The Kennedy Center

Barbara Cook


(Singer; October 25, 1927-August 8, 2017)

Her voice is drenched in sunshine, and for more than half a century her singing has defined all that is best and brightest in the Great American Songbook.

"Barbara Cook is the greatest singer in the world," wrote Alastair Macaulay in the Financial Times, succinctly adding one more voice of praise to the jubilant chorus that has accompanied her brilliant career. "In whatever she sings," wrote Stephen Holden in The New York Times, "you sense a lifetime's experience being addressed from a perspective that is still capable of wonder and a determined innocence." The innocence is in the sound and, uniquely, so is the experience. Once Broadway's favorite ingénue and a working legend today, she can bring grandeur and a sense of occasion to the simplest musical gestures, but she also can turn the grandest of spaces into the most intimate cabaret. From the Kennedy Center, Carnegie Hall and the Met (when she became the first female pop singer to be presented by the Metropolitan Opera in that company’s long history), to the Café Carlyle and the recording studio, Barbara Cook makes every performance as personal as a sweet whisper among friends. Her return to Broadway in 2010 in Sondheim on Sondheim, was a rapturous celebration of one brilliant American artist by another. With her purity of tone, warm timbre, jazzy timing and impeccable diction, she also is blessed with one of those rare instruments that is recognized within a note or two as hers and no one else's. There is disarming honesty in her phrasing. She is an unmistakably American phenomenon.

She was born Barbara Nell Cook in Atlanta in 1927, the daughter of a traveling salesman and a telephone operator for Southern Bell. At 15, she won a $10 prize in an amateur contest at Atlanta's Roxy Theatre, singing the song "My Devotion." She moved to New York to pursue a singing and acting career in 1948, and was spotted by the composer Vernon Duke, who recommended her for a 1950 summer camp show in the Poconos. That led to her first professional New York engagement, at the Blue Angel. In 1951 came her Broadway debut, as Sandy in Sammy Fain and E.Y. "Yip" Harburg's musical Flahooley—which also became her first recording.

Cook returned to the Blue Angel, and then things got busy fast: the role of Ado Annie in a national tour of Oklahoma!, Carrie in Carousel, television roles including productions of Babes in Toyland and Bloomer Girl, and the hit musical Plain and Fancy in 1955. But it was in 1956 that Cook was consecrated as a major player in the history of the American musical when she was cast as Cunégonde in Leonard Bernstein's exuberant musical version of Voltaire's Candide in which she was called on to sing 21 high Cs in the musical's score, which included the now classic aria, "Glitter and Be Gay," surely one of Bernstein's happiest creations. The original cast recording soon achieved iconic stature, and Barbara Cook provided proof—if proof were needed—that there seemed to be no limits to what she could do with a song.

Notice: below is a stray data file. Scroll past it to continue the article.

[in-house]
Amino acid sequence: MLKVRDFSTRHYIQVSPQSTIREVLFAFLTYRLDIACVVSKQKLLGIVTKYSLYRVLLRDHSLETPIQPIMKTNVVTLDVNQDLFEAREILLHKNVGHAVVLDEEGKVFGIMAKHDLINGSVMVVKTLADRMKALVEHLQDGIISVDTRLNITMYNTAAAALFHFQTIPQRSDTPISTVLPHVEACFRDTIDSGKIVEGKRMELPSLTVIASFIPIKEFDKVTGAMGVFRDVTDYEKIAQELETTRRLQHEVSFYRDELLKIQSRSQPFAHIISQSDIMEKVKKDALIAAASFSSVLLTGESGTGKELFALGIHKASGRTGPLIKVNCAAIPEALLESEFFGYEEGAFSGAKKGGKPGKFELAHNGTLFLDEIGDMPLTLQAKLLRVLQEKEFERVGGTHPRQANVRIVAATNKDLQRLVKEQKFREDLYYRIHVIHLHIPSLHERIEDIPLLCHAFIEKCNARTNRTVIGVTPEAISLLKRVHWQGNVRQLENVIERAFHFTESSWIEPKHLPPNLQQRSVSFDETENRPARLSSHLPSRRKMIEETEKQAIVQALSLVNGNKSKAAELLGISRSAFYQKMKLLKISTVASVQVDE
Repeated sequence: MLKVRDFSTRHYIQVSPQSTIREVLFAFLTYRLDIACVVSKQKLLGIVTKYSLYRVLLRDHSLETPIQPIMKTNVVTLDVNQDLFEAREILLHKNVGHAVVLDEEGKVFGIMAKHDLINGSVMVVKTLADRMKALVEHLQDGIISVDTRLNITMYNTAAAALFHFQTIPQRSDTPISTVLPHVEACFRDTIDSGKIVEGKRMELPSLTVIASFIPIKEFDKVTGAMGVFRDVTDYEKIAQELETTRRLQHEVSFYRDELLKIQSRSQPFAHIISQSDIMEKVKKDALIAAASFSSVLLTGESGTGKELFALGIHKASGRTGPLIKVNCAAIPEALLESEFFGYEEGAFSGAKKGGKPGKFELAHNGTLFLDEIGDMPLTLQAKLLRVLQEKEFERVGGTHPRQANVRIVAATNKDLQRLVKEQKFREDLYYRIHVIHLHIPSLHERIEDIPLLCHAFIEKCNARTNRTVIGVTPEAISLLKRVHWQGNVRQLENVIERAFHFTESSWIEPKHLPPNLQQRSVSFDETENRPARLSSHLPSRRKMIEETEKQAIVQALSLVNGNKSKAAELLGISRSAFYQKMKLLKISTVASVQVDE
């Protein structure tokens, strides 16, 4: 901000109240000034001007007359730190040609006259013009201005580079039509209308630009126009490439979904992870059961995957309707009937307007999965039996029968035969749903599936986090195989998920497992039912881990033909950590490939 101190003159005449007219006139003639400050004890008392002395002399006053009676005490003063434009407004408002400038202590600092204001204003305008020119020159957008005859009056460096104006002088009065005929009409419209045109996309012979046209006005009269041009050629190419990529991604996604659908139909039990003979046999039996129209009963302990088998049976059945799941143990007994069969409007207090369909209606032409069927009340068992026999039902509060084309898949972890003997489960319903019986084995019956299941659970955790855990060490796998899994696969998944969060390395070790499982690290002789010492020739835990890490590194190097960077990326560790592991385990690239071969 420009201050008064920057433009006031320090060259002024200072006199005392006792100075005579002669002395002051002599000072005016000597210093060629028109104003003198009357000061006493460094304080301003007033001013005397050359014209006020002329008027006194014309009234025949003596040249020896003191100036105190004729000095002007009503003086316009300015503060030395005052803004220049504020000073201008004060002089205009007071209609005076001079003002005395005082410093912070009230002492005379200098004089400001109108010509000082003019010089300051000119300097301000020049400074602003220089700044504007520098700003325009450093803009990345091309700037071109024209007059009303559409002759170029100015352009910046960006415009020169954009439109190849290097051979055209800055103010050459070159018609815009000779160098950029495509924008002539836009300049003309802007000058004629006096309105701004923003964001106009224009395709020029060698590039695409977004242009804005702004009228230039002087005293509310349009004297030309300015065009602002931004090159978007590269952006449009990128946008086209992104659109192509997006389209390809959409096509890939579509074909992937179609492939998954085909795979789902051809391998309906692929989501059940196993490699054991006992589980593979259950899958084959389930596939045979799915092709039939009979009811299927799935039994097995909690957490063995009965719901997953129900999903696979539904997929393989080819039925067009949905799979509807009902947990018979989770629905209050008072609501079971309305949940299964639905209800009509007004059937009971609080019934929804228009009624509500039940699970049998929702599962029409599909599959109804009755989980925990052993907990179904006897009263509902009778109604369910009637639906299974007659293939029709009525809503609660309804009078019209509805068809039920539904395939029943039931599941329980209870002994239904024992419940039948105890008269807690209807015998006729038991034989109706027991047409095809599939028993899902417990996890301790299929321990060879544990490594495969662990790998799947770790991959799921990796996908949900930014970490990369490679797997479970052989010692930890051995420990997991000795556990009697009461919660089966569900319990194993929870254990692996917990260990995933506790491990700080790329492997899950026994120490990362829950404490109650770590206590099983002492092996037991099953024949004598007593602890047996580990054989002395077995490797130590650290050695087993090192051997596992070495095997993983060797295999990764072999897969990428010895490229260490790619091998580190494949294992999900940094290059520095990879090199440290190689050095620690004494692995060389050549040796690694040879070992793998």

After a television appearance in Gilbert and Sullican's "Yeoman of the Guard" opposite Alfred Drake as well as another City Center revival of Carousel (this time playing Julie Jordan), Cook topped her personal success in Candide with another strikingly original musical adventure, playing Marian the Librarian in Meredith Willson's 1957 The Music Man. She won the Tony Award as featured actress in a musical, and she stayed two years with the hit show, leaving to give birth to her son Adam. Her singing of the numbers "Goodnight, My Someone," "My White Knight" and especially "Till There Was You"—a song so popular across all genres that even The Beatles soon recorded it—helped launch the original cast recording of The Music Man to the top of the charts for 12 weeks and sold a million copies. In 1963, with Jerry Bock and Sheldon Harnick's She Loves Me, Cook sang "Vanilla Ice Cream" and became the coolest dish in the banquet of Broadway.

Then as now, she was at home in the recording studio, from distinctive solo albums such as 2007's No One Is Alone and the classic 1981 It's Better with a Band, to fascinating albums of musicals such as Claibe Richardson and Kenward Elmslie's underrated 1971 adaptation of Truman Capote's The Grass Harp, the 1986 London Studio album of Sharon Burgett's The Secret Garden aswell as recordings of Showboat, The King and I and Follies. She expanded her horizons with non-musical plays such as Maxim Gorky's Enemies with the Repertory Theatre of Lincoln Center and Jules Feiffer's Little Murders. But music soon called her back, and her 1974 meeting with the American pianist and arranger Wally Harper resulted in a musical partnership that lasted 30 years, until Harper's death in 2004. They traveled the world together, performing for four different presidents at the White House. Their 1975 Carnegie Hall concert, followed by engagements everywhere from the Kennedy Center to San Francisco's Davies Hall, London's Royal Albert Hall, Venice's La Fenice, Barcelona's Gran Teatre de Liceu, and the Sydney Opera House, turned Barbara Cook in concert into a staple of timeless musical entertainment. American entertainment at its most joyous.

It still is. "It's Cook's great good fortune, and of course ours, that she's arrived at a point where nothing is outside her emotional range and yet almost nothing is outside her vocal range, either," wrote Charles Isherwood in Variety after a typical concert. "Her rapport with an audience is just as all-embracing: By the end of this remarkable evening, songs, singer and audience seem to have fused."

It's an easy fusion, to hear her sing it. Her career spans the better part of six decades, but there is no younger sound than the voice of Barbara Cook.
Barbara Cook